Is it time to give Rudd a go? Why are Norwich conceding late goals? Is the Swansea game massive or just quite big? Dan Brigham and Jon Rogers on what they learned from Norwich’s agonising defeat against Manchester City
Late goals costing Norwich
Norwich have conceded in the last 10 minutes in six of their 11 league matches this season. While it’s only directly cost them points in two of those games – against West Ham and Manchester City – it's becoming an unwelcome pattern.
Like falling asleep at the end of films, switching off when you reach the 80th minute in football can leave you bamboozled. Bruce Willis eats dead people? Norman Bates is sleeping with his mum? John Ruddy is missing a punch, and rushing out of the box and… ah, crap.
Apart from Saturday, Norwich have dominated possession in most matches, so it’s not as if the opposition have been so relentless that a late goal is often inevitable. Instead, it has to be poor concentration that stems from Norwich’s backline simply not being good enough to produce a 90-minute performance without a silly error.
Can someone buy Alex Neil a wig, just so he can tear some hair out? Because whoever he picks from the current options in goal and at centre-back, they just might not be quite good enough. DB
Time to give Ruddy a break
Ruddy is a formidable presence in the team; he is built like the man who builds the brick shit-houses. I’m sure he’s a popular member of the team, one who has been number one for a long time now. He is forthright with his opinion, and a well-rounded, fair guy – which makes him likeable in my book.
All of that is important, but what he is currently lacking is form. His handling has been a little suspect, he hasn’t been commanding his six-yard box as well as he could, and his average saves compared to shots is in the bottom three of Premier League goalkeepers.
No-one is undroppable, and I think Declan Rudd’s performance at Everton, his highly-rated season at Preston, and his overall patience is enough to give him a chance against Swansea. A few games away to remove John Ruddy from the firing line may be the beginning of the resurgence of John, or maybe even the beginning of the insurgence of Declan. JR
The Swansea game is quite big
No wins for seven matches and Chelsea, Arsenal, Everton, Man United and Spurs to come in the next six games: it’s fair to say Norwich’s next match, against Swansea, is belly-flopping towards ‘must-win’ territory.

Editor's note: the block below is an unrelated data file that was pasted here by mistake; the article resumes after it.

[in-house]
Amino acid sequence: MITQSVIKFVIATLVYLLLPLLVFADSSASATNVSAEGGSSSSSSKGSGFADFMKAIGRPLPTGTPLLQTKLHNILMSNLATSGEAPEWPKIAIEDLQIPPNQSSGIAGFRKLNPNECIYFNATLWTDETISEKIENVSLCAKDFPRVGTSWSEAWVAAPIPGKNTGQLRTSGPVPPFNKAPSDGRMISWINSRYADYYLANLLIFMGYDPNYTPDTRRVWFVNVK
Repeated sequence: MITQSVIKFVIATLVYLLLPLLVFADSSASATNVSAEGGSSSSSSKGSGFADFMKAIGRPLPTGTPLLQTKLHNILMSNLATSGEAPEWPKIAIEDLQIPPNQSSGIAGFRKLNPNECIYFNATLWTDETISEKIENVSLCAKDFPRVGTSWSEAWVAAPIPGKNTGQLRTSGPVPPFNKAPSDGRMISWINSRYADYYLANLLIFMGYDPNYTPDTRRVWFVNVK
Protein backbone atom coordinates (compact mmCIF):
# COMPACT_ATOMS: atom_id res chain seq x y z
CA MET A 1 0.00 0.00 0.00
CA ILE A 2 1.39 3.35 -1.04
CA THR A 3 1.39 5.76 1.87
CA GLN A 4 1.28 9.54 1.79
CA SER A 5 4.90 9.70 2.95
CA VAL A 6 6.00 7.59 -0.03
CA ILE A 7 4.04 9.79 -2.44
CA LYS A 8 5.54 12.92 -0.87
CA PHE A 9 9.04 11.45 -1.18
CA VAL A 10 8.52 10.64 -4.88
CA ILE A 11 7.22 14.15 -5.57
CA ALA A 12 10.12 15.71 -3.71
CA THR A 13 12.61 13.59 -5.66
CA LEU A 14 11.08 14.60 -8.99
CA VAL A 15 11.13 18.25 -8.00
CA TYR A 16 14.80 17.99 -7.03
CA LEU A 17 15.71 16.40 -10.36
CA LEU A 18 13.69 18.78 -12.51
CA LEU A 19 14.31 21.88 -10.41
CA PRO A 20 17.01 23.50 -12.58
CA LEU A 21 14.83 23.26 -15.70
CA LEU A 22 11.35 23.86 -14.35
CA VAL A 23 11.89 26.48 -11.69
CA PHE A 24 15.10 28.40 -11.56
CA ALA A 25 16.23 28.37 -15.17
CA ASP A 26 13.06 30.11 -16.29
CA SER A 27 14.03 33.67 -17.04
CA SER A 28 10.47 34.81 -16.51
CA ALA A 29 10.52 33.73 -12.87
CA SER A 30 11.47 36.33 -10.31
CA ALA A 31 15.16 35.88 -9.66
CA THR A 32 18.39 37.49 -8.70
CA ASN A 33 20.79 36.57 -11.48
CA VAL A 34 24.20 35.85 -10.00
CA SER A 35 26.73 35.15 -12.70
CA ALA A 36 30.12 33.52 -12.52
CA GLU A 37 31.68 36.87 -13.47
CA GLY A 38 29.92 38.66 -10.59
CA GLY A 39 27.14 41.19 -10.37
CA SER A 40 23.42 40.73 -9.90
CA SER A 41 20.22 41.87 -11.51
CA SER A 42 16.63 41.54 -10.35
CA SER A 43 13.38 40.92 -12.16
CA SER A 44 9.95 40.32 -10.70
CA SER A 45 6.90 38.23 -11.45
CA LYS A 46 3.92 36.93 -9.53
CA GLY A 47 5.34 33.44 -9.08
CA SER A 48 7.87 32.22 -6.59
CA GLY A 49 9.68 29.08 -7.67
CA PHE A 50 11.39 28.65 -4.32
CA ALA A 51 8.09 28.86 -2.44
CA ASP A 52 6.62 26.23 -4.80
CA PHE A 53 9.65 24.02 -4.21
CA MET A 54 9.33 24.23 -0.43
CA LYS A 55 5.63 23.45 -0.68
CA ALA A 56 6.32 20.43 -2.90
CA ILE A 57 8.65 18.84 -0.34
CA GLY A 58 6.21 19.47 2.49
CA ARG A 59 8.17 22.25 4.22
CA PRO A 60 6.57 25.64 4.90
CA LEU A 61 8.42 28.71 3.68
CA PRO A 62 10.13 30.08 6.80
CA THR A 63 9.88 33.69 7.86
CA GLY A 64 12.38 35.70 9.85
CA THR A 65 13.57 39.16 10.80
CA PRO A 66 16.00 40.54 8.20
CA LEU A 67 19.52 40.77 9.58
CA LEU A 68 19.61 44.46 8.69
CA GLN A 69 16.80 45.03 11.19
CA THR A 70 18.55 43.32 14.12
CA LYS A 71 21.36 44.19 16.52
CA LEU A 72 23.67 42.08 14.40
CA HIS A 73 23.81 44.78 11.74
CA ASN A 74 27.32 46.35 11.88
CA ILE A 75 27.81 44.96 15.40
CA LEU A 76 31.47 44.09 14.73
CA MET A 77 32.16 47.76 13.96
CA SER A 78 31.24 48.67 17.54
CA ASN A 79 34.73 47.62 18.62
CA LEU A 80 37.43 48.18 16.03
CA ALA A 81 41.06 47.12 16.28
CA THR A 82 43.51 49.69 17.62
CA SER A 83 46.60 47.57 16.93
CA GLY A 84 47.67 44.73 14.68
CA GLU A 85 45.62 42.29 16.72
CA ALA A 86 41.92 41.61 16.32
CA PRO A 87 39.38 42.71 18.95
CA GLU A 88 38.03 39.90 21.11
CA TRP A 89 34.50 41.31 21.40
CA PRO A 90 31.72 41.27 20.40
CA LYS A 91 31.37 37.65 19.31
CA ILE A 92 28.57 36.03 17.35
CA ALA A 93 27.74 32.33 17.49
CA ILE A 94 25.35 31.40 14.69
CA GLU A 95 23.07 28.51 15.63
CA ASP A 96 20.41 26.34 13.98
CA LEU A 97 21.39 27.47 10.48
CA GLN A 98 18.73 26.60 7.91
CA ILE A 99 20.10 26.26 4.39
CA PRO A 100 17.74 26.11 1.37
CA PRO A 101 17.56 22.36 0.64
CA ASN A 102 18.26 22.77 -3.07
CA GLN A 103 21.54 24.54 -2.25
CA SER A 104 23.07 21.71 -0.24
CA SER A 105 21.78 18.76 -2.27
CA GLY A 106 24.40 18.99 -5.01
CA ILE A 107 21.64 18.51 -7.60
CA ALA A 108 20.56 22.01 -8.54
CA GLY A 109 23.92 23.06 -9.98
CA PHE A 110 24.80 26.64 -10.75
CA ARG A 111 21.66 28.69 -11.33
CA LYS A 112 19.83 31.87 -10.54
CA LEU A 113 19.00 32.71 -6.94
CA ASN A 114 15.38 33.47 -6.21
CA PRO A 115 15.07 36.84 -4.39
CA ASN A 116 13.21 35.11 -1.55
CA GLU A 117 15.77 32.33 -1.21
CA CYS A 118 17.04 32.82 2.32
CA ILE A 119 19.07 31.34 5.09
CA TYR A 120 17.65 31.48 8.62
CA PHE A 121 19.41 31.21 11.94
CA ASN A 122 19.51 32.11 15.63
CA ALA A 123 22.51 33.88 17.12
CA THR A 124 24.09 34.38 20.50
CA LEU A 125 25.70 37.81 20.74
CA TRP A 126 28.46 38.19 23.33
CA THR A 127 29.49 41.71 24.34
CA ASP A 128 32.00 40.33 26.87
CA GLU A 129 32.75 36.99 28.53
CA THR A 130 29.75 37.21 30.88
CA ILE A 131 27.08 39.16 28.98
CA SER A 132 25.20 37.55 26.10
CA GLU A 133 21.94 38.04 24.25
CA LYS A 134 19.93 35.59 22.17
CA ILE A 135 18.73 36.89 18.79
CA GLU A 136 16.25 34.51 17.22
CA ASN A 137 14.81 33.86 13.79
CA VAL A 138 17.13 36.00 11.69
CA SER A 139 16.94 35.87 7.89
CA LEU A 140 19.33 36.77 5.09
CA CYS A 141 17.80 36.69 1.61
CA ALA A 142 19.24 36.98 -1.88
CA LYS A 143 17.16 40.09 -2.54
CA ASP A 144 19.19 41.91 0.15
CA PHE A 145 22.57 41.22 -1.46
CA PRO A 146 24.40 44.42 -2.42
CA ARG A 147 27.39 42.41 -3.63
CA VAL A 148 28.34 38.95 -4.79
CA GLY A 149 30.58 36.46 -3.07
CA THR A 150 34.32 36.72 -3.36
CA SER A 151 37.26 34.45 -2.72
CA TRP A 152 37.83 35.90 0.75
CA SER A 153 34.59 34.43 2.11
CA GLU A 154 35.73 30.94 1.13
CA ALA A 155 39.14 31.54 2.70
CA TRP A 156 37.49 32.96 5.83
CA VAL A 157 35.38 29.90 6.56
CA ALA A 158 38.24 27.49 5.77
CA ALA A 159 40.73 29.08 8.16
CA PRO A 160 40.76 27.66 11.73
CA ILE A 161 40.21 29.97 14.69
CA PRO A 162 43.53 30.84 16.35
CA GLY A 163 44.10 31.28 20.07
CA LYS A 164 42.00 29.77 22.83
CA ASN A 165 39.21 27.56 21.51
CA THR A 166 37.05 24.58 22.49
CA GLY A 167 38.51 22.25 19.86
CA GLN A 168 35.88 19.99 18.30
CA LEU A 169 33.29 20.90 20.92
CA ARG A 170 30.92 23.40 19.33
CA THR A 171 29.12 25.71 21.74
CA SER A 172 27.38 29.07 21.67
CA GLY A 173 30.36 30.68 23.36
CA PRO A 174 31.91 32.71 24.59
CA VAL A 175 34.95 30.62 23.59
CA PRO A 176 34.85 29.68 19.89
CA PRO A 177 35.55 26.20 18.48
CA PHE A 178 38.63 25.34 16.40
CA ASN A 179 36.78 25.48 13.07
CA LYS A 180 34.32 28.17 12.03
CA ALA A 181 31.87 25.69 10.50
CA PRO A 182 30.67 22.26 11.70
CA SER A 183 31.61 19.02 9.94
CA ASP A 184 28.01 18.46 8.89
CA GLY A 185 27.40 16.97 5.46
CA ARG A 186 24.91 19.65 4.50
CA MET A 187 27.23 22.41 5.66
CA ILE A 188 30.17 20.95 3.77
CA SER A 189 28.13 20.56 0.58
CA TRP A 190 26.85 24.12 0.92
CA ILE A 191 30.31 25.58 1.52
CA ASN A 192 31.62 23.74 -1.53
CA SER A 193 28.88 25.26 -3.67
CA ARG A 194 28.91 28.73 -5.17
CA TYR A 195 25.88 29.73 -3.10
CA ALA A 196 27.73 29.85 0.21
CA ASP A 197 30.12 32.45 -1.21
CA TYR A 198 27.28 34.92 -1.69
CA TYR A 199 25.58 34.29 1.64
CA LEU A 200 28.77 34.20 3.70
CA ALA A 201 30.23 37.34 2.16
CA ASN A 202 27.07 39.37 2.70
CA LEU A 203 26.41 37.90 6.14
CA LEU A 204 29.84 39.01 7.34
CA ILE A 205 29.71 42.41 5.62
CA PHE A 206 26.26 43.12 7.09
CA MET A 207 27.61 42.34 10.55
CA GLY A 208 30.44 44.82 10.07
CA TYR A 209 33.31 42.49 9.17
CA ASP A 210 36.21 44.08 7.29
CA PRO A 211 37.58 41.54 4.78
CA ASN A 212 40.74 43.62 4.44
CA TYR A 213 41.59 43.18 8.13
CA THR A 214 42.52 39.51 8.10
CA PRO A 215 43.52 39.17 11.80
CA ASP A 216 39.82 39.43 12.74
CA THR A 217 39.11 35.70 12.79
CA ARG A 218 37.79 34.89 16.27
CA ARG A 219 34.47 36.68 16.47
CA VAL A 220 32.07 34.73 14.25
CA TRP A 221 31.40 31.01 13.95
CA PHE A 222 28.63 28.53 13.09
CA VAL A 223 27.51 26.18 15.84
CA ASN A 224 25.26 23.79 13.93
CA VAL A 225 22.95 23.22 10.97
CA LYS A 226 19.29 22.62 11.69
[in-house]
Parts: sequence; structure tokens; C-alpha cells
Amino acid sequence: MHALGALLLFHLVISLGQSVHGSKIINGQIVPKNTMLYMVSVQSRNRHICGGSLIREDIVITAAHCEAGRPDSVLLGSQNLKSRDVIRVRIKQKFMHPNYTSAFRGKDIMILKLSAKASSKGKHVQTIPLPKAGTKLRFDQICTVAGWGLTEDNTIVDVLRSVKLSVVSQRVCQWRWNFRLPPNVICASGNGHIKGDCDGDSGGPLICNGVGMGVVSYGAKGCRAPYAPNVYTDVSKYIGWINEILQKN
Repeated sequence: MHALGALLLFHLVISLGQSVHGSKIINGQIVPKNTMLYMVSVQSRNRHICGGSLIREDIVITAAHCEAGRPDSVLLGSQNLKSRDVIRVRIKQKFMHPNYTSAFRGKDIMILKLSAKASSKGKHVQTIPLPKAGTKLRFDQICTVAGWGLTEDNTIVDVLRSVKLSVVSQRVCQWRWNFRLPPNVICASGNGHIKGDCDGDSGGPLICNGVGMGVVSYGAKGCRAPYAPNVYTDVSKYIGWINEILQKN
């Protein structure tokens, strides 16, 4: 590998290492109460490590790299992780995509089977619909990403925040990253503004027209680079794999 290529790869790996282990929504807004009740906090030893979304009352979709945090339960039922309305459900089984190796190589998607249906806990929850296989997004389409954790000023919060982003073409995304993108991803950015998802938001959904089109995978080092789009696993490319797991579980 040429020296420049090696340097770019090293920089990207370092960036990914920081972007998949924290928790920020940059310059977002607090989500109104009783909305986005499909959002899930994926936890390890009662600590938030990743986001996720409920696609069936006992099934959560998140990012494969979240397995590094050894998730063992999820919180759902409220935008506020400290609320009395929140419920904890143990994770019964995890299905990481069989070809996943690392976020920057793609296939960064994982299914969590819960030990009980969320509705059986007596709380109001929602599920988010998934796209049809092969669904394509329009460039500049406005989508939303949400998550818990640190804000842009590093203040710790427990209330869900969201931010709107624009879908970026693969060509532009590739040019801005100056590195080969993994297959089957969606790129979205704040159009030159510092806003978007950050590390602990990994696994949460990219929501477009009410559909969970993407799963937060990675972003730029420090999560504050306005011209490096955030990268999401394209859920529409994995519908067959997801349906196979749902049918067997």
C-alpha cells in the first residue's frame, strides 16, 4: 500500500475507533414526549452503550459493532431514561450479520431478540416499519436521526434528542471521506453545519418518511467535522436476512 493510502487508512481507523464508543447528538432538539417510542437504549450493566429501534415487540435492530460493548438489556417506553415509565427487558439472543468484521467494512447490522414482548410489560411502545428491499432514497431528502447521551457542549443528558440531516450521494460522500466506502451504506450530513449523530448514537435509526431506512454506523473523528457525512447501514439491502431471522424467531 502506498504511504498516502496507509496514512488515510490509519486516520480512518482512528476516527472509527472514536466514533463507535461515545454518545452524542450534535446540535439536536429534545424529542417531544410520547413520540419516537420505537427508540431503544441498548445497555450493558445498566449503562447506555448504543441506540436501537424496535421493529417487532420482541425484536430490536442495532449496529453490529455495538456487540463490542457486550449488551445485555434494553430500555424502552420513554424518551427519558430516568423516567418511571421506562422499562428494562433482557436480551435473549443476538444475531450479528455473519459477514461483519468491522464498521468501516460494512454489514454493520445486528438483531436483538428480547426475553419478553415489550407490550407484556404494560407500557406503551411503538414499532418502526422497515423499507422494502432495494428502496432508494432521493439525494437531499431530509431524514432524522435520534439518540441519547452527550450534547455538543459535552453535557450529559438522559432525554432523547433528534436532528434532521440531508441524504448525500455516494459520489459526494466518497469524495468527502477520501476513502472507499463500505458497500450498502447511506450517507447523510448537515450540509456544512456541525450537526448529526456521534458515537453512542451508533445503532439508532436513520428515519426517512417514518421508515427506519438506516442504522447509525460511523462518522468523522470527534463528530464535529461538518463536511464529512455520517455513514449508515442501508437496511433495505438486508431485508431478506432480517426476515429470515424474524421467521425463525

Let’s not over-egg it though. It’s not even the biggest game of Neil’s Norwich career. That was Wembley, of course. Nor is it bigger than the second leg of the Play-off semi-final. You could even argue the home match against Middlesbrough was bigger. Unlike those games, a failure to win against Swansea wouldn’t mean there’s no way back for Norwich.
A win would, however, mean something perhaps even more than three points: relief. As well as Norwich played against Everton and Manchester City – and it was encouraging to see the team playing excellently in two very different set-ups – the psychological shifts of losing a penalty shoot-out and then throwing it away at the Etihad must weigh heavily on the players. A penalty shoot-out win or a battling, excellent point against City would have been an enormous psychological boost.
The performances in those two matches show that there’s no reason why Norwich can’t beat an under-pressure Swansea side. Let’s just hope the players believe that themselves. DB
Keep it tight away from home
Who would have thought that in the 88th minute the Etihad crowd would be screaming for the ball to get pumped forward? Who would have thought they’d have been desperate for Man City to rescue more than a point verses that team who have regularly fallen apart at Manchester?
It proved that Alex Neil can produce tactics that can open up, or nullify any team. Now I wish we’d have used those shut-the-shop tactics at Southampton and especially at Newcastle. Those Geordies would have been on the players’ backs if the score was 0-0 after 60 mins, and they were prime for a scalping. Any point, no matter how it comes, is good away from home; leaving the gambling for a win to home matches. JR
Redmond gets defensive
Nathan Redmond has improved immeasurably under Neil. He is more direct, gets in better scoring positions and must have a genuine chance of earning an England call-up. Norwich are lucky to have such a young, talented player (although he is seriously bad at corners, kicking the ball like someone poking a lifeless cat to see if it’s still alive).
On Saturday he took his game up another level, but not in the way we usually expect. When he came on at half-time he was immediately combative and disciplined – two aspects of his game which can sometimes be missing. But against Manchester City he showed that not only is he Norwich’s most direct attacking threat, but he can also fulfil the James Milner role of hassling and tracking back when the game calls for it. Norwich will need of that from him throughout the season. DB
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